Intradermals are small fine needles that can be embedded in a point or an area (Figure 6.9). They are an excellent choice for threading (i.e., connecting) points in the ear. The most common areas for intradermal needle use are points that are large or on an area such as the Constipation area or various vertebral segments.
Intradermal needles are sterile and come in various lengths. The most common lengths are 3 and 6 mm, with the longer needle indicated by the higher number. Choose the size which best fits the affected area.
Before inserting the intradermal needle, clean the ear with alcohol and allow the ear to dry naturally. Peel back the packaging of the needle and pick up the needle with your tweezers or forceps positioned at a 90° angle to the needle. This angle allows you to easily insert the needle into the point.
The needle can then be covered with a small piece of tape to keep it from bending, falling out, or getting wet, which could lead to infection. Intradermals may be “piggybacked” (i.e., arranged back to back) in order to treat an area such as the lumbar vertebrae.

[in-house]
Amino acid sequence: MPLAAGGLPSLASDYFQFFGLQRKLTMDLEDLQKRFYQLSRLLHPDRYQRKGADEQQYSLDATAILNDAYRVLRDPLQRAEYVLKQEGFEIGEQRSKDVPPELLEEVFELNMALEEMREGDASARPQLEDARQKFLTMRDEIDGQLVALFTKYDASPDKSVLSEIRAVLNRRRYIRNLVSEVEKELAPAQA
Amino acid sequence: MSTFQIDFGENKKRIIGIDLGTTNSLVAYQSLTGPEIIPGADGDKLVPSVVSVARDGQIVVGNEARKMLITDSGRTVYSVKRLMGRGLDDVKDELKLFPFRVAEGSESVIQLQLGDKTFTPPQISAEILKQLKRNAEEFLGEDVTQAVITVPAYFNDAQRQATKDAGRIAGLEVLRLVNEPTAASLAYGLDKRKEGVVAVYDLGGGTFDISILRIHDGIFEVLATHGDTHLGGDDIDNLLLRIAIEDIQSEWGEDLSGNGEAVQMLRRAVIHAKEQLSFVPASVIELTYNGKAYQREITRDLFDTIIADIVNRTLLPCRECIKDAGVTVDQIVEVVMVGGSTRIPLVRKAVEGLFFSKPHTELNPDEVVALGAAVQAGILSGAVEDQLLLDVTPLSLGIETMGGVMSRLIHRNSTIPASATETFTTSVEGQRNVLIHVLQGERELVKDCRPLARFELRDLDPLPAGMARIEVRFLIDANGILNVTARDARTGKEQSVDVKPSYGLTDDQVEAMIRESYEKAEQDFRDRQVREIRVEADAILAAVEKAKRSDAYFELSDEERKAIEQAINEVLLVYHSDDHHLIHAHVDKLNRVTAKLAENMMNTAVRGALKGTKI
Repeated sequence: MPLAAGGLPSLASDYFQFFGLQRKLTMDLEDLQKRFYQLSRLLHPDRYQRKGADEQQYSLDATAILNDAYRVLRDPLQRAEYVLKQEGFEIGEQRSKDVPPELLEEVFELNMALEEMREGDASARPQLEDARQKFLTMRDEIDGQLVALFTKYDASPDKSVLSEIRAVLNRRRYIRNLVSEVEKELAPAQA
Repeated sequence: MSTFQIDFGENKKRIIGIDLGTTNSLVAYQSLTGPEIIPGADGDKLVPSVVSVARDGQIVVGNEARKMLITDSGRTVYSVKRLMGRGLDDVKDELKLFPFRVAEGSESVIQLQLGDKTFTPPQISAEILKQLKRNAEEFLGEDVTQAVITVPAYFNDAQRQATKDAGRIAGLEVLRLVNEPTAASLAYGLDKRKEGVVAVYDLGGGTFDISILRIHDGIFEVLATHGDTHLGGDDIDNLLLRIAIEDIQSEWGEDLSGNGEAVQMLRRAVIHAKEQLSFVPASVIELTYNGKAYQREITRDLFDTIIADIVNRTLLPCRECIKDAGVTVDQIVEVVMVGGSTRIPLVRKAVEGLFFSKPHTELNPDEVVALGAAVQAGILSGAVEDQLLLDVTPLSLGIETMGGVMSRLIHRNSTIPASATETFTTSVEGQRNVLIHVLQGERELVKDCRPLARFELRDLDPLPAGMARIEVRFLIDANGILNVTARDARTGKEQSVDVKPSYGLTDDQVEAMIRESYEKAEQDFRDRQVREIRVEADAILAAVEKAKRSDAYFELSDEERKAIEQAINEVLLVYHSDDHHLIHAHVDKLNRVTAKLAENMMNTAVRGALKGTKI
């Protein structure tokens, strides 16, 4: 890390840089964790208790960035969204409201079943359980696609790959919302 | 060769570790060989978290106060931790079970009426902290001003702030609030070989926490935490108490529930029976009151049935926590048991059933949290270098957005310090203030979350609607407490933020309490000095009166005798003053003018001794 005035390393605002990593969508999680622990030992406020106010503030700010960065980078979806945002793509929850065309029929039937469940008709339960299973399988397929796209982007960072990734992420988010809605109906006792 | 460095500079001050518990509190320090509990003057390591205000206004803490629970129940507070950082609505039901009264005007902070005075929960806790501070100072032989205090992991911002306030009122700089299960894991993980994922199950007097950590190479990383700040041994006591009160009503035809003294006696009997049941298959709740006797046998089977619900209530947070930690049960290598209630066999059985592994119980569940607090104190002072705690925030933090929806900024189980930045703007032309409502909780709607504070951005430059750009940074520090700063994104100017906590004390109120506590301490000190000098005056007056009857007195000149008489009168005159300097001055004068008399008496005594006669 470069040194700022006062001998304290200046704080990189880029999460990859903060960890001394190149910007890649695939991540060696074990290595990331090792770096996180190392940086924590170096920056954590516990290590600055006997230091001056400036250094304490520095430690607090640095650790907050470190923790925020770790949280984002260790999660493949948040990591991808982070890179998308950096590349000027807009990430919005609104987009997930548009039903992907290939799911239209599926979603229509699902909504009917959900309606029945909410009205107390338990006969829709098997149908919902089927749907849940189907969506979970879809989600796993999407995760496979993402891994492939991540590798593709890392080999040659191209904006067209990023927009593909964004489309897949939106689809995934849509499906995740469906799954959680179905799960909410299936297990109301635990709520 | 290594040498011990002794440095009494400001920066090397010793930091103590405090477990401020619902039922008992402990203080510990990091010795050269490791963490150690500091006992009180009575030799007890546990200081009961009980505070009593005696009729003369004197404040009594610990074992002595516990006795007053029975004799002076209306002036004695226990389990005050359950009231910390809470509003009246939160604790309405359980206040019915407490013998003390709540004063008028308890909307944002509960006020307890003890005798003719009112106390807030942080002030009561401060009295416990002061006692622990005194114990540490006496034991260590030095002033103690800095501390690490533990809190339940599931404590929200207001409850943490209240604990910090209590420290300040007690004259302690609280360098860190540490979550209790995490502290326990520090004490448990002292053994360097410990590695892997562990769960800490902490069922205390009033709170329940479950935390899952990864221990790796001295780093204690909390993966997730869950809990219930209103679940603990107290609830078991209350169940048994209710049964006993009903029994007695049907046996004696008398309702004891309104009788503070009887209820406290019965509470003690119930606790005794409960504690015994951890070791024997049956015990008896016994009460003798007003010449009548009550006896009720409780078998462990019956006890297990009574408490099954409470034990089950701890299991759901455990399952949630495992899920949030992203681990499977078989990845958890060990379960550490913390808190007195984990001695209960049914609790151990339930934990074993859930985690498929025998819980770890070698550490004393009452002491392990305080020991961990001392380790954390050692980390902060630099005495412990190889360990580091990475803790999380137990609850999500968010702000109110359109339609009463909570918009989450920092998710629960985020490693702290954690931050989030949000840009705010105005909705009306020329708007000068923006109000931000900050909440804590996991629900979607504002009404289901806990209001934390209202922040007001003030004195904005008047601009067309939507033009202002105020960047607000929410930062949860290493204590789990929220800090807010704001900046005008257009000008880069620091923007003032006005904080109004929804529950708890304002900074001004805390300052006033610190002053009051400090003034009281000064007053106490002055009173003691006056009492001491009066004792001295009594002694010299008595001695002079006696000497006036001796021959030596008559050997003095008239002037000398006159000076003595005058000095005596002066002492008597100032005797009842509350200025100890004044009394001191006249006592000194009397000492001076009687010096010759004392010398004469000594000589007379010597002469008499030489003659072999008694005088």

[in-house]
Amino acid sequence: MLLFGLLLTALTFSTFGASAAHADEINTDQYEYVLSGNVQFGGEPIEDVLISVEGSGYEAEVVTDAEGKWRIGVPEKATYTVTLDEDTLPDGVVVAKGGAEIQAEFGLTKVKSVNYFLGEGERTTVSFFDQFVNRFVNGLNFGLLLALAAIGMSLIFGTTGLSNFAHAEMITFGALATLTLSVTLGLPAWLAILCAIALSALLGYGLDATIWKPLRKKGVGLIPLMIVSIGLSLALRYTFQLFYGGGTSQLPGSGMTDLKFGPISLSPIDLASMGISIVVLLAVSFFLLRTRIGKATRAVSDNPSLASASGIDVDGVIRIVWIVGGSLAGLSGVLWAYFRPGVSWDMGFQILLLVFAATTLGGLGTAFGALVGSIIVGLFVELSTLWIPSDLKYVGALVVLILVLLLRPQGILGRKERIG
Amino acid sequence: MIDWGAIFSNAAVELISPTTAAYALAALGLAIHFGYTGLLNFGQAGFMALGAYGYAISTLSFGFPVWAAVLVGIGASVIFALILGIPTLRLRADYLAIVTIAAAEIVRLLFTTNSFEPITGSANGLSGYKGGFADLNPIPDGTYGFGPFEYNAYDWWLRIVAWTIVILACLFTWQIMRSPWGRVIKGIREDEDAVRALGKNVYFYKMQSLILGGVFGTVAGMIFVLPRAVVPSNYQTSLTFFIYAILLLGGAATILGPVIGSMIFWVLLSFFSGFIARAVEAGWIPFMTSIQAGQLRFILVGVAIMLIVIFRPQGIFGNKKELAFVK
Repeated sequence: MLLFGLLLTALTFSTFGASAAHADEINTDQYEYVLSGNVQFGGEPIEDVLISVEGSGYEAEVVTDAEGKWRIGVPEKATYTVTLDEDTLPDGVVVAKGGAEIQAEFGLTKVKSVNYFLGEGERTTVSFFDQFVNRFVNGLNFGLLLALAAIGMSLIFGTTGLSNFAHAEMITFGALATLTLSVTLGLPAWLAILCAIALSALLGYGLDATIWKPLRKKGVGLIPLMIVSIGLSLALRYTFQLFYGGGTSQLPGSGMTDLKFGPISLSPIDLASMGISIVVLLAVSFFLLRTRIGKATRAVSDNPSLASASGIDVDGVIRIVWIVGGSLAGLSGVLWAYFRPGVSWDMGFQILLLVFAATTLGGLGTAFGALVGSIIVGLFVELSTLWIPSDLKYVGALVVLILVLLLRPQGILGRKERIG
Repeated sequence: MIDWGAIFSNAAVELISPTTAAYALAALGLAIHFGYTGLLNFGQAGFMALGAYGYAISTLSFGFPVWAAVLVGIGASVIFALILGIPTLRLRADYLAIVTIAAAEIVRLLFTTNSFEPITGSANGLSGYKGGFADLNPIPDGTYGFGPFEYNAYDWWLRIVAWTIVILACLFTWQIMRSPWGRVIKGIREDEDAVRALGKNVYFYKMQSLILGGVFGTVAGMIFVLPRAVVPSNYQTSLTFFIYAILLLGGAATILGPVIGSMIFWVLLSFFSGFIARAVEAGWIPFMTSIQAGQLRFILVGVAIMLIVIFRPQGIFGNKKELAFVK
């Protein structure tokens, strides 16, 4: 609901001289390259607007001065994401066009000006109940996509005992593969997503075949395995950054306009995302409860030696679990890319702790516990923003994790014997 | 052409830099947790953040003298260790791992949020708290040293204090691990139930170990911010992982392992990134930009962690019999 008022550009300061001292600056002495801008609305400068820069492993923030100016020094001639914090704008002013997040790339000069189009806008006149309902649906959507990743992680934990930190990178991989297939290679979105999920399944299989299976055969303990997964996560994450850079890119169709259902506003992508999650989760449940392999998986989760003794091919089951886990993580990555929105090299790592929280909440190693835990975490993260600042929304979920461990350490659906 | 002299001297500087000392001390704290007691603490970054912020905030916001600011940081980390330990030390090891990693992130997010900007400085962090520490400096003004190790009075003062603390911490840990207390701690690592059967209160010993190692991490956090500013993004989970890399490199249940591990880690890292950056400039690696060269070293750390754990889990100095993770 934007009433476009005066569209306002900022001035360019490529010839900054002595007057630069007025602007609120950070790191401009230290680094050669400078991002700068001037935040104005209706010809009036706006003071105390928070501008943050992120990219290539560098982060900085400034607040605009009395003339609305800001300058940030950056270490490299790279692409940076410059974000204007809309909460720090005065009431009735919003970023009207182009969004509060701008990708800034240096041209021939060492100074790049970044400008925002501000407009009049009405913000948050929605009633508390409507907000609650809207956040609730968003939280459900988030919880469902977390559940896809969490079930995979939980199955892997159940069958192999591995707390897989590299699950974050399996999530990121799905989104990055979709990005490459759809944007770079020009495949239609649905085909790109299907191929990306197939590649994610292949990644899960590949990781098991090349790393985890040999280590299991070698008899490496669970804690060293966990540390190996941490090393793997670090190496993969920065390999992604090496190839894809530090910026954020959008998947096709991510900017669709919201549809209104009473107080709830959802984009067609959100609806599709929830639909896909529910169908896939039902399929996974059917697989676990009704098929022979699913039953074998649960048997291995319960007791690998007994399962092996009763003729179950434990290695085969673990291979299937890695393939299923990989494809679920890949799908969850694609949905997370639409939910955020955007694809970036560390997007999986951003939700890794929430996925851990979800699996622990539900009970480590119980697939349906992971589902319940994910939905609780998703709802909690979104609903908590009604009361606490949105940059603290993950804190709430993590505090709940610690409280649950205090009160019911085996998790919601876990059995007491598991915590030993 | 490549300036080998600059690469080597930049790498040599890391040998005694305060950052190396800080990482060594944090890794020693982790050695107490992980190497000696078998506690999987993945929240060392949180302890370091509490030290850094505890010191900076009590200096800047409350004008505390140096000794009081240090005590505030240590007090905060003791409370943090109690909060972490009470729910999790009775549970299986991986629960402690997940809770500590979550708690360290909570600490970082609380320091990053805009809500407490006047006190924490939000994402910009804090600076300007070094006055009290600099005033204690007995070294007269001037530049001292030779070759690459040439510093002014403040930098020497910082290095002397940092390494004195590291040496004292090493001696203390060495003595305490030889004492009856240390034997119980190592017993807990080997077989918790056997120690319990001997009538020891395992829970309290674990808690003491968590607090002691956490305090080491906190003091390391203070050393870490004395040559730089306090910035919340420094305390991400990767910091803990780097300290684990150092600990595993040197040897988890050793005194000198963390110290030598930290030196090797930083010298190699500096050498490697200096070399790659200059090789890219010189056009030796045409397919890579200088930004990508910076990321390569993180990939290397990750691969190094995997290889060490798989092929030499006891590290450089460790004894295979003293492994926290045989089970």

If comfortable, leave the needle in for 2 to 5 days, then have the patient return to you for removal. Because intradermals are implanted subcutaneously, they must be pulled out in a particular direction Thus, the main disadvantage of an interdermal needle is that its use necessitates that the patient return to the office within 3 to 5 days, or earlier if the patient experiences any discomfort.
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